In 1805, Madame Clicquot unexpectedly became a young widow (“veuve” in French). At just 27 years old, with skill and determination, she took the reins of the champagne house founded in Reims by her late husband’s family in 1772. Driven by her vision, taste for excellence and inventive spirit, she created the first recorded vintage champagne (1810), the riddling table (1816), and the very first blended rosé champagne (1818).
One of the first businesswomen of modern times, Madame Clicquot tirelessly conquered new markets and ultimately earned a name of great respect from her peers: “la grande dame de Champagne” (“the first lady of Champagne”).
More than just prowess, making Veuve Clicquot champagne has always been a creative act, requiring unique expertise grounded in a love for Pinot Noir and the art of ageing. From harvest to shipment, Veuve Clicquot is inspired by the house’s long-standing motto: “only one quality, the finest”.
Veuve Clicquot became a Comité Colbert member in 1985.
Pinot Noir has always been the Maison’s favourite grape variety. Madame Clicquot was particularly fond of the village of Bouzy, in particular Le Clos Colin plot purchased in 1741 by the future in-laws of founder Philippe Clicquot.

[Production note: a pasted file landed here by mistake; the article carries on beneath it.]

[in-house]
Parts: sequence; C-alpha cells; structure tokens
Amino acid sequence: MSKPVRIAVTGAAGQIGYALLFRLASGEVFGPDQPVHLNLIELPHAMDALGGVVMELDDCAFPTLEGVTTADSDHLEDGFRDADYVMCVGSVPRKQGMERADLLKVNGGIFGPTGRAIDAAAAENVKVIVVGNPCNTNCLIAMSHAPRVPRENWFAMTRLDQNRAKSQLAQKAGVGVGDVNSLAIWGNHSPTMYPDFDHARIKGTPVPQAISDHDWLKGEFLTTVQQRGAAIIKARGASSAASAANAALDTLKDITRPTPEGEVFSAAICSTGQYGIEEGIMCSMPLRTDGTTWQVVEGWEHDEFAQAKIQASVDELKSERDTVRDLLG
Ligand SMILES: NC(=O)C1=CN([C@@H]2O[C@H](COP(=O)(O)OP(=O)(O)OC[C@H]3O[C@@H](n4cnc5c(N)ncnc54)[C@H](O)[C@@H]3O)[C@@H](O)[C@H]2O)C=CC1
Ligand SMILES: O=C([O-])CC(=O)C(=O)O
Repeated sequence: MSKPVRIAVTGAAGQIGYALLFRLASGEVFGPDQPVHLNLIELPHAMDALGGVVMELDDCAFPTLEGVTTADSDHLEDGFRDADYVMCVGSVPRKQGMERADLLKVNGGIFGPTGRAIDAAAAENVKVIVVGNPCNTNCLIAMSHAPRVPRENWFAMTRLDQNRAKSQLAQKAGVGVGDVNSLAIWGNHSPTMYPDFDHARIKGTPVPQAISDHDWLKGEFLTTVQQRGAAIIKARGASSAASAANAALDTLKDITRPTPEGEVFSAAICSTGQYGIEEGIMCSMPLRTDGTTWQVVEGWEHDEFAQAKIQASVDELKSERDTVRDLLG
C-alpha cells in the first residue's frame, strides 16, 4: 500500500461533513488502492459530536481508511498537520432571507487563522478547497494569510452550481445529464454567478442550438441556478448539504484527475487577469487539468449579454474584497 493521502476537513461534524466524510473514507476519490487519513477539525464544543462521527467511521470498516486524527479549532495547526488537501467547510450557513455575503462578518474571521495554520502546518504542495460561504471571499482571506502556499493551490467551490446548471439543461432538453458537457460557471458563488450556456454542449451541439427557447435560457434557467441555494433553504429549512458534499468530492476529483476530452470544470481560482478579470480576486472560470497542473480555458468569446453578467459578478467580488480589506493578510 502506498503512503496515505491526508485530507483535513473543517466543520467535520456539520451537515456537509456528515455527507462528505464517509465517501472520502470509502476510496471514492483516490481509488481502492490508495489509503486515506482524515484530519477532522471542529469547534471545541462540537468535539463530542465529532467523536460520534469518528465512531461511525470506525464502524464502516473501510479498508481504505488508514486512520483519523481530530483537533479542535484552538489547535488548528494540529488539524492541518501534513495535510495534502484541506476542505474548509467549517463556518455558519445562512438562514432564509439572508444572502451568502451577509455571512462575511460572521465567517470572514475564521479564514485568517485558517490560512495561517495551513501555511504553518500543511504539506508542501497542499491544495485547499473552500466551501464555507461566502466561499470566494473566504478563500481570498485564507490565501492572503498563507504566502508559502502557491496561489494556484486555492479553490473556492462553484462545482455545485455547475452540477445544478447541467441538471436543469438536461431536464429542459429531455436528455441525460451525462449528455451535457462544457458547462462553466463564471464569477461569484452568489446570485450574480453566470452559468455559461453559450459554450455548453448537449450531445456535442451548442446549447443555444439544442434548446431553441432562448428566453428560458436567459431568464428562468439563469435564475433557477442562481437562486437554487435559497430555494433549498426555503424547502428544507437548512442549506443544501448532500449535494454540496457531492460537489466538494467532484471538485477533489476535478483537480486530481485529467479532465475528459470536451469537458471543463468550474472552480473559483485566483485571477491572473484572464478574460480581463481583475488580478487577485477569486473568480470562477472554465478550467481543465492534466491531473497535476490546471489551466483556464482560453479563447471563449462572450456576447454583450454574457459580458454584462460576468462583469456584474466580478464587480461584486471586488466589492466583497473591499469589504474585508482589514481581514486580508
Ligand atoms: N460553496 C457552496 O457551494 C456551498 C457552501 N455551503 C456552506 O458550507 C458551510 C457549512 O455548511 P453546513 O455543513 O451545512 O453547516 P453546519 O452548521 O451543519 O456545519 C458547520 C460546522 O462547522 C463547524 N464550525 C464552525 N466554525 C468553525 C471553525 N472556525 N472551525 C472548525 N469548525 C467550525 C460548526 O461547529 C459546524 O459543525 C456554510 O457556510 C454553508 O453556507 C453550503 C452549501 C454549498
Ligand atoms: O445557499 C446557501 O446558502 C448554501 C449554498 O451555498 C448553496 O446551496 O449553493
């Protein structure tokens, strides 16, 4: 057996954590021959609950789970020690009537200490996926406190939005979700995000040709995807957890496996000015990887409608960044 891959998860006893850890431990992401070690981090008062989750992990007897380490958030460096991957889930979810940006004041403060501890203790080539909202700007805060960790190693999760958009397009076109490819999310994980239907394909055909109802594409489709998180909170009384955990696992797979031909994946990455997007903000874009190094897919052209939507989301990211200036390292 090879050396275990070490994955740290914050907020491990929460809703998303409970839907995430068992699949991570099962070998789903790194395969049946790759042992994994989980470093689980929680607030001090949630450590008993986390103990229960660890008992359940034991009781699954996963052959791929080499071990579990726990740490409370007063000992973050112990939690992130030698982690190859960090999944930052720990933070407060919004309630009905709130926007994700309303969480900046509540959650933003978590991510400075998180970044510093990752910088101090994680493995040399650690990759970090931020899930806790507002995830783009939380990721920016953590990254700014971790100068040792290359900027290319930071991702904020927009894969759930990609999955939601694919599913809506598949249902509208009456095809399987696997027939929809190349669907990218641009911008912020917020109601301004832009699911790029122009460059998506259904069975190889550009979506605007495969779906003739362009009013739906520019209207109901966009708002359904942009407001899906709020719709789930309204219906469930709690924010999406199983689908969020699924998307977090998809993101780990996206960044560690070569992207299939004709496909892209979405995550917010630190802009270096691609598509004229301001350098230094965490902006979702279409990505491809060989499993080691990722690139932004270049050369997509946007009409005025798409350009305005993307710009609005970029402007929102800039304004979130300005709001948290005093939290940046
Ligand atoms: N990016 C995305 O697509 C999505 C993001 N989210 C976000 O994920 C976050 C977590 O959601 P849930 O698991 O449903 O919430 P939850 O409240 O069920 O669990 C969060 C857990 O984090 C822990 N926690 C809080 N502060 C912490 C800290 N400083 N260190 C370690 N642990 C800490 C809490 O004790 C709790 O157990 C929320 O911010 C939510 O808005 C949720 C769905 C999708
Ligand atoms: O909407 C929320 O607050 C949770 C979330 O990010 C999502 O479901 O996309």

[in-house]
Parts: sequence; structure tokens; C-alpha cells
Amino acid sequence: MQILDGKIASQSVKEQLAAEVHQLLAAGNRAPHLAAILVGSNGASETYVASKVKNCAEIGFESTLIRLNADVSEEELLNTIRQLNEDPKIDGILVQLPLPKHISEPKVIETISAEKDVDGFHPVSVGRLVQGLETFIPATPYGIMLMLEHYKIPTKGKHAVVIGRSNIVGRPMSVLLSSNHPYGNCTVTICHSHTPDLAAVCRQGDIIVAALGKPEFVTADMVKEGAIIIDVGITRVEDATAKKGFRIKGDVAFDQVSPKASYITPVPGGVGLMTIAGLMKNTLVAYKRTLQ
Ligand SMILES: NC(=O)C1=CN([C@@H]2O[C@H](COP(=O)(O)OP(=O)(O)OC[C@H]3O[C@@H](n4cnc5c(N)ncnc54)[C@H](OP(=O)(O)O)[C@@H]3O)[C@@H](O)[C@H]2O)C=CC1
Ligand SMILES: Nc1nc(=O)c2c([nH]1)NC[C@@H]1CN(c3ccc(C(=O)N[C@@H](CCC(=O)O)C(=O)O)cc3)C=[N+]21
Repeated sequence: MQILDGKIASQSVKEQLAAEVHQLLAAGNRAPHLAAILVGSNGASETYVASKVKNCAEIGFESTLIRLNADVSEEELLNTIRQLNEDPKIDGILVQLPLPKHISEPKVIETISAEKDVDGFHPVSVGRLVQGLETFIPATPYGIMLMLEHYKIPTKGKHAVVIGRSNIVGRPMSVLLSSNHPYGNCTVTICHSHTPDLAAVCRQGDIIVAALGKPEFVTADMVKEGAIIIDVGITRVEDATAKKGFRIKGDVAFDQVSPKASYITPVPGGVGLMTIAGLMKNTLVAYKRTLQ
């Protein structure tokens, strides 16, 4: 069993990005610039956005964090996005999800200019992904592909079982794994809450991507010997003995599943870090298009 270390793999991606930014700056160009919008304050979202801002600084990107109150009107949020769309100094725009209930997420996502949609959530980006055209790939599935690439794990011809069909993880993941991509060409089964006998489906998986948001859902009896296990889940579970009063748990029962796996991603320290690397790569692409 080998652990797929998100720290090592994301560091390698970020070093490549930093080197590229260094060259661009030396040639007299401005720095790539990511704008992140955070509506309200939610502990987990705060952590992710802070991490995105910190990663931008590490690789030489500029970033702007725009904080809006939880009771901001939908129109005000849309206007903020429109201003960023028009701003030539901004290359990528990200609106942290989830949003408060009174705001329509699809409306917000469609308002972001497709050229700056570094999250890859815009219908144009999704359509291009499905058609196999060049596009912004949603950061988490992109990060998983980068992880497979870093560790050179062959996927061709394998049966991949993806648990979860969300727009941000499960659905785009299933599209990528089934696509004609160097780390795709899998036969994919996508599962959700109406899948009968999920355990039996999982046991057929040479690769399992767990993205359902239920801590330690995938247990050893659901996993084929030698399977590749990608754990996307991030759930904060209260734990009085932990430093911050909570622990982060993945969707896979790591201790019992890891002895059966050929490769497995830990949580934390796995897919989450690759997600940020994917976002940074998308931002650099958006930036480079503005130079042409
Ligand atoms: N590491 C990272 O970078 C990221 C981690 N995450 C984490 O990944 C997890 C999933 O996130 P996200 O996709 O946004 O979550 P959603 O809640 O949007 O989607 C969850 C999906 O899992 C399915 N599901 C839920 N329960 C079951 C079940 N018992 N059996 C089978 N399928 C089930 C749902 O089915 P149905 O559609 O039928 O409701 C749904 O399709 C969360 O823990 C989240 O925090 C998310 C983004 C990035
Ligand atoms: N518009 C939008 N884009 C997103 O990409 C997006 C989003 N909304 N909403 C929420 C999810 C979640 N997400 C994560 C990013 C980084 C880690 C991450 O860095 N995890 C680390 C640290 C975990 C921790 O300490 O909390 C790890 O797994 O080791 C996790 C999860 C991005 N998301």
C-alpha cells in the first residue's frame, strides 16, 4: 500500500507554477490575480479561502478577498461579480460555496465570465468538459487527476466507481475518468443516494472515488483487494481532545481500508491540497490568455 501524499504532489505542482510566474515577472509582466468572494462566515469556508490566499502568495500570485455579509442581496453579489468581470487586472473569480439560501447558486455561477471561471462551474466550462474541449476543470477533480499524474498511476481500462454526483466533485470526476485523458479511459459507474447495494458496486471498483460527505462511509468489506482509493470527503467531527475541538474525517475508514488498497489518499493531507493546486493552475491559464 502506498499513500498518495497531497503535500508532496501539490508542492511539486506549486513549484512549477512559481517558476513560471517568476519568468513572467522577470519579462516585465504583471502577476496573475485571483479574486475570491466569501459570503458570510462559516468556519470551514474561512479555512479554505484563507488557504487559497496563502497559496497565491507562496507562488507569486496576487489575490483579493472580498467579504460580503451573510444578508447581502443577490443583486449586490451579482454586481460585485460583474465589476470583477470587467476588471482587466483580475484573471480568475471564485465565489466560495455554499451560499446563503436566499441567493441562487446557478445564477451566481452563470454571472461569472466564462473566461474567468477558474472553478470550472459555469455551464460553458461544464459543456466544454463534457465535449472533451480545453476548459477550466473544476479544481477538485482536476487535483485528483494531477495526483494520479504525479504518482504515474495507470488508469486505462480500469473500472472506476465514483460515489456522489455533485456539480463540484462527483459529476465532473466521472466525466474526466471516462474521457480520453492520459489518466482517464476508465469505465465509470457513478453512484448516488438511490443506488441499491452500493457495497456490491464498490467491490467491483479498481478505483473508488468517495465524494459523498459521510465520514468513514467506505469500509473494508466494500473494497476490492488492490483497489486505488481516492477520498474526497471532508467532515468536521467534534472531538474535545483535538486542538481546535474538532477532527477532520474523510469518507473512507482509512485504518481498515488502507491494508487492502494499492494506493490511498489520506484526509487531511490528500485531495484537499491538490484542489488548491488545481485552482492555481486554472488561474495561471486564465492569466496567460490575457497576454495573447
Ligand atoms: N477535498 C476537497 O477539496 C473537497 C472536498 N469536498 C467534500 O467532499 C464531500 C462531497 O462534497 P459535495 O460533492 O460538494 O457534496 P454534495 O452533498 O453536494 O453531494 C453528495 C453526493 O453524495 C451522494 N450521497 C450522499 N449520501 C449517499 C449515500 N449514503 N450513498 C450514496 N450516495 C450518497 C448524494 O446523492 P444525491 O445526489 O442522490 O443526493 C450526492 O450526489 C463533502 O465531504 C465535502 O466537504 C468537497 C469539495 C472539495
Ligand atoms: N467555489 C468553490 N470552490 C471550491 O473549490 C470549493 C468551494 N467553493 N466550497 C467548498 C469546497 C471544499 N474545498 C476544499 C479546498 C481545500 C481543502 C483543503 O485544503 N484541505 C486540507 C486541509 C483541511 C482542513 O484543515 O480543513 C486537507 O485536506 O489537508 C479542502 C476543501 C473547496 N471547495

In Champagne, ageing is a guarantee of quality, and Veuve Clicquot makes it an art, pushing standards beyond those established. The Maison also owns one of the largest collections of reserve wines in Champagne. It is a priceless treasure over which Didier Mariotti and the twelve members of the oenological team keep a careful watch.
In 1909, Veuve Clicquot purchased old chalk quarries (crayères) in the south of Reims. These cellars, twenty metres underground, have been listed as a UNESCO world heritage site since 2015.
In the heart of the 24 kilometres of cellars, the largest and most dense of any champagne house, time works its magic in optimal conditions. All of the Maison’s cuvées, from the Brut Yellow Label to La Grande Dame, are aged there.